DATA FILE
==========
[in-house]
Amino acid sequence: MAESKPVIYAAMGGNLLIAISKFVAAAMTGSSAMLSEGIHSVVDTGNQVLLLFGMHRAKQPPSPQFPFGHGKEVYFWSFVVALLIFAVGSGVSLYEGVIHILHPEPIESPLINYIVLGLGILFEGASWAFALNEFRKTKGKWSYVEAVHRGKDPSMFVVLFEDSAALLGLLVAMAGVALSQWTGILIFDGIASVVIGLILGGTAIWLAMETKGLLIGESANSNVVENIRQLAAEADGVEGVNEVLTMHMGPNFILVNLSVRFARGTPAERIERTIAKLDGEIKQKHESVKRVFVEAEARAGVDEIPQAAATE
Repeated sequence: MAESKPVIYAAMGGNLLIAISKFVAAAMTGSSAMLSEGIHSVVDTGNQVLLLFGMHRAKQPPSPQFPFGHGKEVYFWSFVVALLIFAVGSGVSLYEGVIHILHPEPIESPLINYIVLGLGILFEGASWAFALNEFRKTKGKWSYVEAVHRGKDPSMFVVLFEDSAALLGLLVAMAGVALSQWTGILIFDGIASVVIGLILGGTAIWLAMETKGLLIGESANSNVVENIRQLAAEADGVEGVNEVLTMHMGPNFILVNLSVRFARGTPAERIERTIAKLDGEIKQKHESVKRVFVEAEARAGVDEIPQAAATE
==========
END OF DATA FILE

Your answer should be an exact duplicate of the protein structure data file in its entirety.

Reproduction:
[in-house]
Amino acid sequence: MAESKPVIYAAMGGNLLIAISKFVAAAMTGSSAMLSEGIHSVVDTGNQVLLLFGMHRAKQPPSPQFPFGHGKEVYFWSFVVALLIFAVGSGVSLYEGVIHILHPEPIESPLINYIVLGLGILFEGASWAFALNEFRKTKGKWSYVEAVHRGKDPSMFVVLFEDSAALLGLLVAMAGVALSQWTGILIFDGIASVVIGLILGGTAIWLAMETKGLLIGESANSNVVENIRQLAAEADGVEGVNEVLTMHMGPNFILVNLSVRFARGTPAERIERTIAKLDGEIKQKHESVKRVFVEAEARAGVDEIPQAAATE
Repeated sequence: MAESKPVIYAAMGGNLLIAISKFVAAAMTGSSAMLSEGIHSVVDTGNQVLLLFGMHRAKQPPSPQFPFGHGKEVYFWSFVVALLIFAVGSGVSLYEGVIHILHPEPIESPLINYIVLGLGILFEGASWAFALNEFRKTKGKWSYVEAVHRGKDPSMFVVLFEDSAALLGLLVAMAGVALSQWTGILIFDGIASVVIGLILGGTAIWLAMETKGLLIGESANSNVVENIRQLAAEADGVEGVNEVLTMHMGPNFILVNLSVRFARGTPAERIERTIAKLDGEIKQKHESVKRVFVEAEARAGVDEIPQAAATE